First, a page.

IDEAS home Printed from https://ideas.repec.org/a/buc/jpredm/v3y2009i2p78-106.html
   My bibliography  Save this article

Prediction Markets as a Medical Forecasting Tool: Demand for Hospital Services

Author

Listed:
  • David Rajakovich
  • Vladimir Vladimirov

Abstract

This paper presents the outcome of a study conducted at the Royal Devon and Exeter Hospital in which a prediction market was established in order to forecast demand for services. To the researcher's knowledge, it does not appear that prediction markets have been previously utilized in a healthcare environment. The purpose of this study is to provide evidence for the effective use of prediction markets in a healthcare environment. The study was conducted over a period of one week, and involved sixty-five participants. Each was asked to provide an estimate for demand for services at the Royal Devon and Exeter Hospital. Characteristics gathered for each participant included level of education, occupation, directorate, number of years worked for the hospital, and number of years worked for the National Health Service. The study confirms the effectiveness of prediction markets to forecast future events as overall hospital demand was forecasted with an error of only 0.3%. The prediction market was less successful in predicting demand for services for each department, which the researcher attributes to the small sample size and lack of diversity of participants. Additionally, only a very small percentage of the characteristics captured registered a statistically significant correlation with the accuracy of the estimate. Further studies should focus on different characteristics and/or use a larger sample size to either confirm or refute the existence of such characteristics. The findings of this work could potentially be used as an innovative way to augment the forecasting function for a wide range of healthcare facilities. With the preliminary success of this study to forecast demand, further research in the field is warrantedClassification-JEL: L83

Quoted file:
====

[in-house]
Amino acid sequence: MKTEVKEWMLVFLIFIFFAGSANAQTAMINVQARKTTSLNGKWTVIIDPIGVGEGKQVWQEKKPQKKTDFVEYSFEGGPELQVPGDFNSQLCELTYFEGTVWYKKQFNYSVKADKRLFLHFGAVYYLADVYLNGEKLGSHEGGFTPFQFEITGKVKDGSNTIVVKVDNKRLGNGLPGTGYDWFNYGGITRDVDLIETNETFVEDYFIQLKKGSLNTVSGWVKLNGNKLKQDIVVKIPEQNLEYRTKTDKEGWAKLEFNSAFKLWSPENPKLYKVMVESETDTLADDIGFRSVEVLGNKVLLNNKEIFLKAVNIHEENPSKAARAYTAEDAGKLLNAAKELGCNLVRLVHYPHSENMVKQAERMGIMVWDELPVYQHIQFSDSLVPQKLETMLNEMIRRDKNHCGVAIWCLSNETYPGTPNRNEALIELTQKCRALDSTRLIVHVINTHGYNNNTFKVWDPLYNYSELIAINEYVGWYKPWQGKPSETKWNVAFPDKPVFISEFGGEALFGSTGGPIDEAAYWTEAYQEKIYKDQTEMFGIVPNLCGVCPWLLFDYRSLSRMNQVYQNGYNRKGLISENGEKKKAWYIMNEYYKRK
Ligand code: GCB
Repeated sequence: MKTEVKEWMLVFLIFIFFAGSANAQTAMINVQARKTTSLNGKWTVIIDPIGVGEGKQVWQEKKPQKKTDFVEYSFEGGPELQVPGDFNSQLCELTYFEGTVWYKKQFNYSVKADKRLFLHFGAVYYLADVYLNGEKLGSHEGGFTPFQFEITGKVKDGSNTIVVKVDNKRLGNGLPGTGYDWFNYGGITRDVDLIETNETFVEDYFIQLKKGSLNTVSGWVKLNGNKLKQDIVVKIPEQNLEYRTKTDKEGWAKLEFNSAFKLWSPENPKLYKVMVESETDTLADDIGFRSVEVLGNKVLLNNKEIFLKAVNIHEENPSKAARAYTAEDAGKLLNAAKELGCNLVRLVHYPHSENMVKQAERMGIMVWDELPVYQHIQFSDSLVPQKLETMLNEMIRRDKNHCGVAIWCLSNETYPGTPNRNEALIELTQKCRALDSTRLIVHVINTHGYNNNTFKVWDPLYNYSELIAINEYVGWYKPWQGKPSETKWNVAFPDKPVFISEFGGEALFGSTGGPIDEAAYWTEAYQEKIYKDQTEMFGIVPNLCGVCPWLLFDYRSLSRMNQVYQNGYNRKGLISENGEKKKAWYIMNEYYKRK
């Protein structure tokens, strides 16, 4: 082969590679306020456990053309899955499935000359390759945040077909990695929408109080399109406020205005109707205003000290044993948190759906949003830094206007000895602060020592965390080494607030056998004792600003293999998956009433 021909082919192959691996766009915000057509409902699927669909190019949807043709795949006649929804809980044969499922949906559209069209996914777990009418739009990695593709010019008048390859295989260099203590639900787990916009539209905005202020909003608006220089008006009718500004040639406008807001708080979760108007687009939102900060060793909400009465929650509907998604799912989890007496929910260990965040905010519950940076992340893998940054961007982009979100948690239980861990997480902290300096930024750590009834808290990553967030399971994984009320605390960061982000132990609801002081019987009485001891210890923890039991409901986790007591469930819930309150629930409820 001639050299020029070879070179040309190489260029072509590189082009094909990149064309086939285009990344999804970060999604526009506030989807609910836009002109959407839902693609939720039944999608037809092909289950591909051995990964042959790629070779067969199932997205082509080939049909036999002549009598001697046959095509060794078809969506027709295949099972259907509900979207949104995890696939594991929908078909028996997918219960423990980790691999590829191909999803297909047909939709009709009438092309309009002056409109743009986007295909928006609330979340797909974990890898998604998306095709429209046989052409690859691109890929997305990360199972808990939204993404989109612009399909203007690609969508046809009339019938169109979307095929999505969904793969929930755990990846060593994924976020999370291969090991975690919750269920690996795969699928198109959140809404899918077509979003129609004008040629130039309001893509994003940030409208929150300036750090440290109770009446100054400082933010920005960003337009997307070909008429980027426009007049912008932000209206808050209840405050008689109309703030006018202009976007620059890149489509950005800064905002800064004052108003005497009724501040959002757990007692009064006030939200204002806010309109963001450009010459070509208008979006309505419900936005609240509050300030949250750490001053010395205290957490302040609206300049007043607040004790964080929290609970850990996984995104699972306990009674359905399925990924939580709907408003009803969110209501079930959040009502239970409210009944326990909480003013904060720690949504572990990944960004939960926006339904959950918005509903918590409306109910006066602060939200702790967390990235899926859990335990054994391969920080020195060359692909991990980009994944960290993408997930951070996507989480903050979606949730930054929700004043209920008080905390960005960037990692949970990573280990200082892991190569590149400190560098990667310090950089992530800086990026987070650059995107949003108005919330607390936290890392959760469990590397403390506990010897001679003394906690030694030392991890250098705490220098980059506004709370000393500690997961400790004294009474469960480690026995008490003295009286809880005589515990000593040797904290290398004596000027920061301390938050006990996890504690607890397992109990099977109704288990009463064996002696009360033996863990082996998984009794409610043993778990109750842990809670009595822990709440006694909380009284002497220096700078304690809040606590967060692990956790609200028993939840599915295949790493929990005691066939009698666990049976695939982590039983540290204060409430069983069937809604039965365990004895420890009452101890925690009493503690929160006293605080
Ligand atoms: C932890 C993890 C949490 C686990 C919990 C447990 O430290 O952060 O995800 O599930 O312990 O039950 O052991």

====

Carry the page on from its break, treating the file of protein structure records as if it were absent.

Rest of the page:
Suggested Citation

  • David Rajakovich & Vladimir Vladimirov, 2009. "Prediction Markets as a Medical Forecasting Tool: Demand for Hospital Services," Journal of Prediction Markets, University of Buckingham Press, vol. 3(2), pages 78-106, August.
  • Handle: RePEc:buc:jpredm:v:3:y:2009:i:2:p:78-106
    as

    Download full text from publisher

    File URL: http://www.ingentaconnect.com/content/ubpl/jpm/2009/00000003/00000002/art00005
    Download Restriction: no

    References listed on IDEAS

    as
    1. Jana P. Fidrmuc & Marc Goergen & Luc Renneboog, 2006. "Insider Trading, News Releases, and Ownership Concentration," Journal of Finance, American Finance Association, vol. 61(6), pages 2931-2973, December.
    2. Charles Cao & Zhiwu Chen & John M. Griffin, 2005. "Informational Content of Option Volume Prior to Takeovers," The Journal of Business, University of Chicago Press, vol. 78(3), pages 1073-1109, May.
    3. Seyhun, H. Nejat, 1986. "Insiders' profits, costs of trading, and market efficiency," Journal of Financial Economics, Elsevier, vol. 16(2), pages 189-212, June.
    4. Cornell, Bradford & Sirri, Erik R, 1992. " The Reaction of Investors and Stock Prices to Insider Trading," Journal of Finance, American Finance Association, vol. 47(3), pages 1031-1059, July.
    5. Schnytzer, Adi & Shilony, Yuval, 1995. "Inside Information in a Betting Market," Economic Journal, Royal Economic Society, vol. 105(431), pages 963-971, July.